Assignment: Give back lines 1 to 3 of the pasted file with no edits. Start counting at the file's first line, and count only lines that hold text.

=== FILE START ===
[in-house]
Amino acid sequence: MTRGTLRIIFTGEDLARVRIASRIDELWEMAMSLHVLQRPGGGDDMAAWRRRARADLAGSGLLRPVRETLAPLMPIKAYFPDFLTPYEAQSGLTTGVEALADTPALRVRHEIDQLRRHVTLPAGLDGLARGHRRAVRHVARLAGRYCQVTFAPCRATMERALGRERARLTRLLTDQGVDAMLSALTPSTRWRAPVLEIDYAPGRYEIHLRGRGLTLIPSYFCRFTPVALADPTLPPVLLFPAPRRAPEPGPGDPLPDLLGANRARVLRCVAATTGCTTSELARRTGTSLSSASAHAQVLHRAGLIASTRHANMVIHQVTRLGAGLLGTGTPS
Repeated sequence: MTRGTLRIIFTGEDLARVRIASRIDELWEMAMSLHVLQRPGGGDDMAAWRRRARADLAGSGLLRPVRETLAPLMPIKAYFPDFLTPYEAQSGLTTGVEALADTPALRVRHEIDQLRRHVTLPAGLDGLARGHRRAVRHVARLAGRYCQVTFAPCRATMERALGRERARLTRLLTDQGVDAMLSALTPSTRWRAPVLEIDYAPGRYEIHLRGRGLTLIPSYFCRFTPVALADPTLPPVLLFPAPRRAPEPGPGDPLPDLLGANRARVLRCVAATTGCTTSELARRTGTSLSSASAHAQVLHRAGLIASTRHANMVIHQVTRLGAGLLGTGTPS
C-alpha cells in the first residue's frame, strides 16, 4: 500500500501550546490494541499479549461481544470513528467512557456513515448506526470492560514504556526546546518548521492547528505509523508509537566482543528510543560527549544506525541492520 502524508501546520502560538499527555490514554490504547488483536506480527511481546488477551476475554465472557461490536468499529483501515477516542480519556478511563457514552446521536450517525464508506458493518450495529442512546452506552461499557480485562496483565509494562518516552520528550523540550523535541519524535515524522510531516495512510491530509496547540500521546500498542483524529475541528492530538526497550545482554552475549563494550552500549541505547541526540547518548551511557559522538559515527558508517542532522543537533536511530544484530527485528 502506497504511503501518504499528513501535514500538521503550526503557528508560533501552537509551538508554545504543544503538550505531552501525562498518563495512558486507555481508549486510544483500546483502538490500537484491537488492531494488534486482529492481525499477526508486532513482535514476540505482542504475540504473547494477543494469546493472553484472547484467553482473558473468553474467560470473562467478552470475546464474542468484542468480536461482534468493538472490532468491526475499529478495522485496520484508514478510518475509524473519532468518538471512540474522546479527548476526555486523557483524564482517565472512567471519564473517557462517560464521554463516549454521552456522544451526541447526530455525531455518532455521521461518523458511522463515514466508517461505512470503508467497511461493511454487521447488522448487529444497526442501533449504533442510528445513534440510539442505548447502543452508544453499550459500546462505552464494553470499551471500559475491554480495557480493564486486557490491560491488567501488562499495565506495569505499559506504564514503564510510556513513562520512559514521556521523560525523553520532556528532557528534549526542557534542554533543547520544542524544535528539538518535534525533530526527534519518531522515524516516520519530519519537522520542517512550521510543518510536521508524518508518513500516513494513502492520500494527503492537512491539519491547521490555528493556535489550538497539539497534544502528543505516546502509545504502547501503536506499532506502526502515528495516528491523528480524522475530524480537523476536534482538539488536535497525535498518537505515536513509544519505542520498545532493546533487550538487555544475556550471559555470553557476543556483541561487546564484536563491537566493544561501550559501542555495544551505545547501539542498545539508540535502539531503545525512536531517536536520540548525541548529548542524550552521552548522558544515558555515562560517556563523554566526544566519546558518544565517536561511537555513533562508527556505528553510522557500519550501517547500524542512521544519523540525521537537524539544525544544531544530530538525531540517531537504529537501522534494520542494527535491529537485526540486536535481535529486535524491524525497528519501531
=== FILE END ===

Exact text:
[in-house]
Amino acid sequence: MTRGTLRIIFTGEDLARVRIASRIDELWEMAMSLHVLQRPGGGDDMAAWRRRARADLAGSGLLRPVRETLAPLMPIKAYFPDFLTPYEAQSGLTTGVEALADTPALRVRHEIDQLRRHVTLPAGLDGLARGHRRAVRHVARLAGRYCQVTFAPCRATMERALGRERARLTRLLTDQGVDAMLSALTPSTRWRAPVLEIDYAPGRYEIHLRGRGLTLIPSYFCRFTPVALADPTLPPVLLFPAPRRAPEPGPGDPLPDLLGANRARVLRCVAATTGCTTSELARRTGTSLSSASAHAQVLHRAGLIASTRHANMVIHQVTRLGAGLLGTGTPS
Repeated sequence: MTRGTLRIIFTGEDLARVRIASRIDELWEMAMSLHVLQRPGGGDDMAAWRRRARADLAGSGLLRPVRETLAPLMPIKAYFPDFLTPYEAQSGLTTGVEALADTPALRVRHEIDQLRRHVTLPAGLDGLARGHRRAVRHVARLAGRYCQVTFAPCRATMERALGRERARLTRLLTDQGVDAMLSALTPSTRWRAPVLEIDYAPGRYEIHLRGRGLTLIPSYFCRFTPVALADPTLPPVLLFPAPRRAPEPGPGDPLPDLLGANRARVLRCVAATTGCTTSELARRTGTSLSSASAHAQVLHRAGLIASTRHANMVIHQVTRLGAGLLGTGTPS